Meenakshi also Angayarkanni is an Avatar of the Hindu Goddess Parvati - and consort of Shiva - who is worshipped mainly by South Indians. She is also one of the few Hindu female deities to have a major temple devoted to her - the far famed Meenakshi Amman Temple in Madurai, Tamil Nadu. She is considered as a form of Goddess Lalitha Tripurasundari, one of the Dasa Maha Vidhyas.
The word Meenakshi (eyes shaped like a fish, i.e., almond eyes) is derived from the Tamil word meen (fish) and the Sanskrit word akshi, or akshayam (eyes). In chaste Tamil, devoid of Sanskrit influence, her name is Angayarkanni, from the Tamil words angayar (of fish) and kann (eyes). Since the Ancient Tamil Kingdom of Pandya emblem was a fish and their capital was the city of Madurai, the goddess of Madurai became known as Meenakshi.
Once Indra killed a demon, even though the demon had not harmed anyone. This act brought a curse upon Indra that forced him to become a wanderer. As he wandered, Indra found himself lost, and nobody would tell him the way to redeem him from his sin. After much wandering Indra was freed from his suffering through the power of a Shivalingam in a forest, and so he built a small temple at that site.
It so happened that at that time in South India there was a Pandyan king called Malayadhwaja Pandiyan ruling a small city by the name Manavur, which was quite near to this Shivalinga. He was the son of Kulashekara Pandyan. He came to know about the Shivalinga and decided to build a huge temple for Shiva in the forest Kadambavanam (vanam means forest). He also developed the region into a fine princely state called Madurai.
The king was childless and sought an heir for the kingdom. Shiva granted him his prayers through an Ayonija child (one born not from the womb). This child was three years old and actually the incarnation of goddess Parvati the consort of Shiva. She was born with fish-shaped eyes and an extra breast . It was said that the extra breast would disappear when she met her future husband. She was named Meenakshi, (meaning fish eyed) from the words meen (meaning fish) and akṣhi (meaning eyes). Meenakshi also means "the one who has eyes like that of a fish". Fishes are said to feed their younger ones with their eyes, similarly goddess looks after her devotees. Just by her sight our miseries disappear.
She grew up to be a Shiva-Shakti personification. After the death of the king, she ruled the kingdom with skillful administration.
In one of her expeditions she went to the Himalayas and there, on seeing Shiva, her extra breast disappeared. Many of the gods and goddesses came to witness their marriage.
At the wedding celebrations the gods refused to have the served food unless Shiva performed a majestic dance for everybody gathered at the place. At this there was the dance of Chidambaram, the cosmic dance in front of his wife Meenakshi. It epitomised and merged all life force and beauty into one whole. In the end Meenakshi was merged with the shivalingam and became the representation of life and beauty.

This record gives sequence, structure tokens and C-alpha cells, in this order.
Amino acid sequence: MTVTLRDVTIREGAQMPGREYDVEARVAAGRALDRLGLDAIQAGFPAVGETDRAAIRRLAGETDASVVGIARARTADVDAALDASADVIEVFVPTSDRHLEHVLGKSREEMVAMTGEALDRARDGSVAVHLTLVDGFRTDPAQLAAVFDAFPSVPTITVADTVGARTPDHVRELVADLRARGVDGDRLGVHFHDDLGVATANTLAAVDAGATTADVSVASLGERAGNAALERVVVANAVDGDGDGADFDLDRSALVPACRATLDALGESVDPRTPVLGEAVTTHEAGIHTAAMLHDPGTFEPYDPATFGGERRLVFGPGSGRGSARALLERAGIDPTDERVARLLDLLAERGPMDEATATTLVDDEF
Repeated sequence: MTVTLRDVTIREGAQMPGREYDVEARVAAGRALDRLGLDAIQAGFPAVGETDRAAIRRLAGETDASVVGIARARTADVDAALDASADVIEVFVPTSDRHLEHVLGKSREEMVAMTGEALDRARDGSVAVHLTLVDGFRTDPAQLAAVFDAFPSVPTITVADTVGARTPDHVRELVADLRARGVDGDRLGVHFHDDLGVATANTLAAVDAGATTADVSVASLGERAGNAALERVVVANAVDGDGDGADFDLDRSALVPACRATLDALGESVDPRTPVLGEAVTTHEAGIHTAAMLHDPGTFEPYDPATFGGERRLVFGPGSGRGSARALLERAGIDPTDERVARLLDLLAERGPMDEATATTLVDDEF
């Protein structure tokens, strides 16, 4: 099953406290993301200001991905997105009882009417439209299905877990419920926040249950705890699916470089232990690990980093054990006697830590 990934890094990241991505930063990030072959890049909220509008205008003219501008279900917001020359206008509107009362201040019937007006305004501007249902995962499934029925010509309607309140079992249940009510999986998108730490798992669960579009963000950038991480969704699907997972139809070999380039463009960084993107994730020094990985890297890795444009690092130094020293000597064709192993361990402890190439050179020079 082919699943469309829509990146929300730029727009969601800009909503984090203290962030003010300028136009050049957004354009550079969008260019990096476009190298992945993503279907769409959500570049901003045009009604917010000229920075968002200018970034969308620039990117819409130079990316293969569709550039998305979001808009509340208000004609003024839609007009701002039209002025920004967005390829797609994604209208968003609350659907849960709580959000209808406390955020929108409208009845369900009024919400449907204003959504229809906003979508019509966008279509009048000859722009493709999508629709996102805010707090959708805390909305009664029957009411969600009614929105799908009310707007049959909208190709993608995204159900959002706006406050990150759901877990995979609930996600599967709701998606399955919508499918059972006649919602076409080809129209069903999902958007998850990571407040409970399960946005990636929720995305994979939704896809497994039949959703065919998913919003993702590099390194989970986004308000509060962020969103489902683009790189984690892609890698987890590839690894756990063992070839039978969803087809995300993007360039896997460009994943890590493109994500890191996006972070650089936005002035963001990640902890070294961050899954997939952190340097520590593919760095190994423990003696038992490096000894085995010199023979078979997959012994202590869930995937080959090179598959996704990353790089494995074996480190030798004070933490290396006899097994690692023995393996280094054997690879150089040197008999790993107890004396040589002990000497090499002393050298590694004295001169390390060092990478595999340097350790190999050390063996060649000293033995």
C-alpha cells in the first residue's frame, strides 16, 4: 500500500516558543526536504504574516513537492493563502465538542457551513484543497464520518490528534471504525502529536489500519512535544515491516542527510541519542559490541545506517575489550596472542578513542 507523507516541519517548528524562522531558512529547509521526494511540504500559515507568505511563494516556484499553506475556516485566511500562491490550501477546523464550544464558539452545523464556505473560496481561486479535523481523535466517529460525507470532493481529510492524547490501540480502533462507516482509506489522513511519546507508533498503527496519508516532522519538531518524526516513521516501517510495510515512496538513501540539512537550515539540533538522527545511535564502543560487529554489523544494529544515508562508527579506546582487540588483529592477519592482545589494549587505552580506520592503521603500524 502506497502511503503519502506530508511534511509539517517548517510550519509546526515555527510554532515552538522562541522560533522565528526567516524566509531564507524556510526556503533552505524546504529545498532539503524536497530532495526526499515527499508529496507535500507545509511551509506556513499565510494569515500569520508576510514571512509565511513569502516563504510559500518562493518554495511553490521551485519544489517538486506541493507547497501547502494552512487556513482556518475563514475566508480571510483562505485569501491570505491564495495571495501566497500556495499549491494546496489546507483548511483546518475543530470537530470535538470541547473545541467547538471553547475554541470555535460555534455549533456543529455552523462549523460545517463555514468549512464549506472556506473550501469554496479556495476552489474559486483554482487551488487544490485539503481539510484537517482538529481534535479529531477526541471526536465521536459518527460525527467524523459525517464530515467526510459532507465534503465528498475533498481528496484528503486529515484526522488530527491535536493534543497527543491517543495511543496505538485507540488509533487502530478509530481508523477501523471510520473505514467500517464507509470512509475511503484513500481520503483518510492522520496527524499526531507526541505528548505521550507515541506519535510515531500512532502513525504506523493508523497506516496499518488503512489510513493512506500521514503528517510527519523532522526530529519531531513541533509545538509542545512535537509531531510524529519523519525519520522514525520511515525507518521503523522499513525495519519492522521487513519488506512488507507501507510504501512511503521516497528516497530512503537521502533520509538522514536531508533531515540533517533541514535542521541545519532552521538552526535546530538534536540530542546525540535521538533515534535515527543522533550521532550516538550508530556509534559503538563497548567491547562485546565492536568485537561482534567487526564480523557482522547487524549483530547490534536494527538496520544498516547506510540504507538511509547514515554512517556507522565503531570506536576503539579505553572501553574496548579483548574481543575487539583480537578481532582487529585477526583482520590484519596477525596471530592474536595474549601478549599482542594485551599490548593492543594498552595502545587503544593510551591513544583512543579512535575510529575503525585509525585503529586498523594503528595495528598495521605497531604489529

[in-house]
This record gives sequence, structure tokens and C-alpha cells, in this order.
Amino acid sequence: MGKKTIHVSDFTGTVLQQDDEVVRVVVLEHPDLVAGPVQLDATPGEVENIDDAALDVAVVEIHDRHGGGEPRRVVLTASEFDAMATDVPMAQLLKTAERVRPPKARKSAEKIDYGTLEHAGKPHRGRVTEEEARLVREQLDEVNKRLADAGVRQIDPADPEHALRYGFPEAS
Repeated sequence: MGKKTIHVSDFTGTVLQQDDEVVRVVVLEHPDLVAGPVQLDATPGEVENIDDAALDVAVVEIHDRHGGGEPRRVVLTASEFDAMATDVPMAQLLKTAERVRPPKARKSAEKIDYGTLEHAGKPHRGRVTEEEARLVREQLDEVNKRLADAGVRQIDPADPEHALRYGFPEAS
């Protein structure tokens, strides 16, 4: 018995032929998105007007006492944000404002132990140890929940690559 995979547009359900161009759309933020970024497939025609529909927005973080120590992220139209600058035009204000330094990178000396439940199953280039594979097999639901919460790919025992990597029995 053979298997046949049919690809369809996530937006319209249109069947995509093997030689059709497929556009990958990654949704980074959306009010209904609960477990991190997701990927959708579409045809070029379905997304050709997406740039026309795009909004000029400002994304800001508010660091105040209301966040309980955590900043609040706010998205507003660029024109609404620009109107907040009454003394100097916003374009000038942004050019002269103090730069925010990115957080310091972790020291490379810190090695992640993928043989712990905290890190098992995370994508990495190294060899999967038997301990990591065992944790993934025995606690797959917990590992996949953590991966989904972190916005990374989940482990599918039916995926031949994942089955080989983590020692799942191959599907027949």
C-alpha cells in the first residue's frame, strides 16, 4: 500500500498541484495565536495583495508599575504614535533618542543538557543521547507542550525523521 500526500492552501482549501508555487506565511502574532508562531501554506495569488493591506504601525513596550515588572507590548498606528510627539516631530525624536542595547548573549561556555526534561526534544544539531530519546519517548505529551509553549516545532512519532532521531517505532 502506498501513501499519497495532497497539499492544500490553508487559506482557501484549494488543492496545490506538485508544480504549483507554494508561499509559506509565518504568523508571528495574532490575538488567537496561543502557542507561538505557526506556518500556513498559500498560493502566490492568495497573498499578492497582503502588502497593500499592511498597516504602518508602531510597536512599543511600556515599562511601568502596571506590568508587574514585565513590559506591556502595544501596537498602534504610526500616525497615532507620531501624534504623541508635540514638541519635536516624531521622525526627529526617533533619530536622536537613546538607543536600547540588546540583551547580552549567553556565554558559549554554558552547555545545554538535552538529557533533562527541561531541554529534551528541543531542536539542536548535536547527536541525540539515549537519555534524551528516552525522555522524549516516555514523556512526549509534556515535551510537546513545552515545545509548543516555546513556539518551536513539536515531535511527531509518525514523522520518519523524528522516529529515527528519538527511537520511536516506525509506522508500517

There is another legend that talks about why the North Tower (called as "Mottai Gopuram") does not have that many sculptures. Bhootaganas were supposed to finish the construction of the temple towers during the night. Legend says that bhootaganas completed all three towers but while in the middle of building the north tower sunrise happened halting the completion of the north tower.
Some confuse Andal and Minakshi as they look similar, but there is a difference.
- Andal holds a parrot on the left
- Minakshi holds a parrot on the right'
Silapadikaram, an ancient post sangam Tamil literature, describes the Goddess as ThadAdagai Pratiyar a warrior Goddess, with a crescent moon on her matted hair, with two arms the left holding a lotus and the right holding a sword. She is described as having the right side in crimson colour and the left in dark colour - ArdhanAri form. Meenakshi does not directly occur in the Lalita Sahasranama, though there is a reference to it in chalan meenabha lochana. Her eyes are fabled to bring life to the unborn.
The stotram Meenakshi Pancha Ratnam (five jewels of Meenakshi) , composed by Sri Adi Sankaracharya is an incantation to her. There are several other great hymns on the goddess, composed in the later centuries by many saints and scholars including the famous Neelakanta Dikshitar.
A Tamil poem shows the goddess Meenakshi as a girl washing crockery and pots (which consist of all the worlds). This is a daily task, because her husband Shiva repeatedly messes up the universe, which Meenakshi must once more sort out and clean.
- Shiva wanders through the courtyard of space
- destroying your work again and again,
- and then comes before you dancing.
- You never get angry.
- Every day, you just pick up the vessels.
In thirty words, Meenakshi becomes a global icon for all who deal with 'impossible' children (or husbands). Themes and activities of early childhood run through the poems. God in the little child is worshipped and protected amidst the toys in the kitchen and back yard.
- Richman, Paula (1997). Extraordinary Child: Poems from a South Asian devotional genre. Honolulu: University of Hawai'i Press.
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